The second recommendation in using 1033 Program data relates to the data’s incorrect usage in longitudinal studies (Koslicki, 2023: 124-126). DLA LESO data is cross-sectional and published quarterly. The maintained 1033 data only reflect current transfers and inventory at a given point in time for a specific quarter. The 1033 data includes all currently existing inventory and a record of when the inventory was first transferred to the agency. This often results in the mischaracterization of the database as being longitudinal. The DLA LESO data exclusively reflects the current inventory, meaning all prior transfers and equipment no longer in the existing inventory due to usage or return are no longer chronically recorded. Each quarterly dataset only provides a snapshot in time of the current transfers and equipment (LESO Public Information, 2023). Thus, any attempt to undertake a longitudinal examination of 1033 requires every quarter of the study period to be obtained and pieced together separately. To correctly operationalize the data, all available 1033 quarters were recovered using the “Wayback Machine,” prior published 1033 research, and previous Freedom of Information Act (FOIA) requests so that each shipment record in the database could be assigned to a corresponding law enforcement agency by month, quarter, and year.

We produced a longitudinally sequenced database of all available 1033 Program quarters from 2014-2023 (current year-to-date). The panel structure of the database allows for time-series explorations of potential changes in 1033 acquisitions, equipment types, and agency participation levels over time. The time component of the data is critical to track, as participating agencies both receive and turn in 1033 equipment. Following the framework set forth by Lowande (2021), the current article produced a longitudinal database of all 1033 equipment transfers using a panel structure that simultaneously accounts for unique agencies, shipments, and equipment items. The database includes a panel identifier attributable to each unique agency, a shipment identifier that delineates each shipment for a given agency, an item identifier that tracks each agency item in a shipment by count, and an equipment identifier that logs the total count of items shipped to an agency. The database preserves the longitudinal structure by accounting for when an item was shipped to an agency (original shipping date), and how long it stayed in the agency’s inventory across quarters. This level of added detail allows for subsequent analyses to better operationalize “time” relative to the specific items active in 1033 inventories.

Recommendation 3: Data Categorization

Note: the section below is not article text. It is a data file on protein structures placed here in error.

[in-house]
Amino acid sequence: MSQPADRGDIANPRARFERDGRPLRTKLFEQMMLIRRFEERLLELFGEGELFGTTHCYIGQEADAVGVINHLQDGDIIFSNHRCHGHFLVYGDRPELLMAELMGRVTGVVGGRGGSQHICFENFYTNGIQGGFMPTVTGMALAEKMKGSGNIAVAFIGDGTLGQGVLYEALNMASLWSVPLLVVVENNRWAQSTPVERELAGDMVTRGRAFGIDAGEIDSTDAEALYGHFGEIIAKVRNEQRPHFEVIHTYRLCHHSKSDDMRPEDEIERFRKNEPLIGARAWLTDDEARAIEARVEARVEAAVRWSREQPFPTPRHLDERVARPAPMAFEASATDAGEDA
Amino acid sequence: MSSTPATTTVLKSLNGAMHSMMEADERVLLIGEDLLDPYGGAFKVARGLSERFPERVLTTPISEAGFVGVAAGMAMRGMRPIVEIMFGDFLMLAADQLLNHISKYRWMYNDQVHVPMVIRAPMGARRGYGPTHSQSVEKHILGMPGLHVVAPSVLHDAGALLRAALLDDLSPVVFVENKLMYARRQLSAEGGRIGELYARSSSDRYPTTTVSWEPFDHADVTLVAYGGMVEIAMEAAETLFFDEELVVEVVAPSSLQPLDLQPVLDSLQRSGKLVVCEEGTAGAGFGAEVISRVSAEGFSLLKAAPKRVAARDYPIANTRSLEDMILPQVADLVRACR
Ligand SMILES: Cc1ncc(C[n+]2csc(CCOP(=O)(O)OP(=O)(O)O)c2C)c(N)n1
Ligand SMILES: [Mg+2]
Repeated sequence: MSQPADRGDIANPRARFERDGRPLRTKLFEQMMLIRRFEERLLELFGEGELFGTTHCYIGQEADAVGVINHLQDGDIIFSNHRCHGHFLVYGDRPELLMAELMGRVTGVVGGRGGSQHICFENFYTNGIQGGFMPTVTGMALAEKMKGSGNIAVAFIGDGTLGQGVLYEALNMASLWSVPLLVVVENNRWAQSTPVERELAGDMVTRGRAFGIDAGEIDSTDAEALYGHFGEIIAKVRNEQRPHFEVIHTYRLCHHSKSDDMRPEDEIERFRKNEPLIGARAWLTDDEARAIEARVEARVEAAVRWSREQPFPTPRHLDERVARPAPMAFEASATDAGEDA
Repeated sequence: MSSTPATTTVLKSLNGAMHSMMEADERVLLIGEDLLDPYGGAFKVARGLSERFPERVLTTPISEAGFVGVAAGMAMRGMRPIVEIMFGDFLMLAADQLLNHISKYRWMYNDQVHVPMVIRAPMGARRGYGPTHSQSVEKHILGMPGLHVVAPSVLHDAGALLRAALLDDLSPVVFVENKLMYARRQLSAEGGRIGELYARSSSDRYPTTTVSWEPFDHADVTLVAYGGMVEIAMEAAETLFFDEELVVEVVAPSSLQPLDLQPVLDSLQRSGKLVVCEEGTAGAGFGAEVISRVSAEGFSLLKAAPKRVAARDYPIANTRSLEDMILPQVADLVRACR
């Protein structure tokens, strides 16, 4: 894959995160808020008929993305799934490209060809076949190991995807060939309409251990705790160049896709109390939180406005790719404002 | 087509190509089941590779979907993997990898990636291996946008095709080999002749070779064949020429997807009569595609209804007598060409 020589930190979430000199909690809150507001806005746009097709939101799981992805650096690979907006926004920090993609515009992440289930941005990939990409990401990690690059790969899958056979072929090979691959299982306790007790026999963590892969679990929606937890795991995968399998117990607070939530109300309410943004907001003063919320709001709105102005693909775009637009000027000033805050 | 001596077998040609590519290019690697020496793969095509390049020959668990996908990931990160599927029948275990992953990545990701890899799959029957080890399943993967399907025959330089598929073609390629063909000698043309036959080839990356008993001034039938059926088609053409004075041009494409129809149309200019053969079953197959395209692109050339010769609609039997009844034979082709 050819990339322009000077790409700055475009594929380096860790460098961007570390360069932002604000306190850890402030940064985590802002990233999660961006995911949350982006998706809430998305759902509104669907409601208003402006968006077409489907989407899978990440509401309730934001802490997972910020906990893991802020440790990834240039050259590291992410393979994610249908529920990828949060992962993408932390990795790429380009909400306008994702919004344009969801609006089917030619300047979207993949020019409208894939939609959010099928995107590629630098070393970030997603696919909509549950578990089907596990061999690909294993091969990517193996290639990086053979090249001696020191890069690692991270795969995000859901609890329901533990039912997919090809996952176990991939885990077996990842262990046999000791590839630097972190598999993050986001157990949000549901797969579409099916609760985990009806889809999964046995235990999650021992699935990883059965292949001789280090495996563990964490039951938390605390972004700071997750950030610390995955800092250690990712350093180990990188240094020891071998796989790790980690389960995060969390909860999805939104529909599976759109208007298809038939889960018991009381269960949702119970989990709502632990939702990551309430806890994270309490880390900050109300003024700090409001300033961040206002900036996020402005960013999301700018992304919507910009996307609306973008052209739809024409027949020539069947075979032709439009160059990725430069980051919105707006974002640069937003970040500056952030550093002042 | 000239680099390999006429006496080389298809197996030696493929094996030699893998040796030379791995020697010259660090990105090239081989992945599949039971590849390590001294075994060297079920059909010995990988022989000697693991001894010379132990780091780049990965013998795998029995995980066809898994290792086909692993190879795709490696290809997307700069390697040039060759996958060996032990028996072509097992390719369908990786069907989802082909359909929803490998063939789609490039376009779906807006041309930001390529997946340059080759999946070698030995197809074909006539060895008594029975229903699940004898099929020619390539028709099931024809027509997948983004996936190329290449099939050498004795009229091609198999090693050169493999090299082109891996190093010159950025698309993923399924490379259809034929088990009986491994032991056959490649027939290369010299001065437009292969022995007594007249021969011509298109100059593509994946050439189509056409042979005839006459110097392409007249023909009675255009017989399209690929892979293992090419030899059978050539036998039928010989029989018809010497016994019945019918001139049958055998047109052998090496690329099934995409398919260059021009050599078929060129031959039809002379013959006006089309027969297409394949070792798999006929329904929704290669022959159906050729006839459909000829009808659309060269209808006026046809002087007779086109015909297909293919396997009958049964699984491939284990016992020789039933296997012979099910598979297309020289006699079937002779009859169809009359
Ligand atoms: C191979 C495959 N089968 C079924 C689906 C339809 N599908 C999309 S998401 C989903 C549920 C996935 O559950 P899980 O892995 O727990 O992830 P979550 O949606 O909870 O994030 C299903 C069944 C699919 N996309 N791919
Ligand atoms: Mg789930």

Koslicki’s (2023: 126-127) third and final recommendation for 1033 Program research is to maintain consistent categorization of key variables. Prior studies of 1033 Program equipment have used different classifications to discuss the same equipment, which may help explain differing results (Koslicki, 2023). The official DLA LESO database includes identifiers for categorization based on the level of militarization, whether the item must be returned (controlled or non-controlled), and the costs of items. However, these identifiers vary in application and are not always preserved across data produced in research.

The constructed database preserves the unique identifiers present in the DLA LESO database and provides criteria for consistently operationalizing variables for research. By including the original integrity code variables, researchers and practitioners utilizing the database can make informed (and replicable) decisions about the classification of equipment. The equipment type, quantity, and length of time items are preserved across an agency’s inventory can also be cross referenced with the National Stock Number (NSN) of each record to determine if the item is intended to be controlled or non-controlled or relatedly militarized or non-militarized. To add additional information to the scope of normal 1033 data, the database produced also includes information on shipment monetary values by equipment type and total. This allows for agency spending on equipment to be tracked longitudinally.

Data Availability

The current version of the database is publicly available on the Harvard Dataverse at: It includes individual datasets for each state and each quarter, a replication script for reproducing the completed longitudinal database, and a current version of the 1033 Program database (2014 Q4 – 2023 Q2). The “README.pdf” file in the appendix includes directions for accessing the transparency statement regarding the development of the database, the steps for locating, replicating, and using the associated data, and information on other critical aspects of the 1033 Program database. In perpetuity, the materials used to produce the database and the current version of record will be updated following each release of DLA LESO 1033 Program quarterly data.5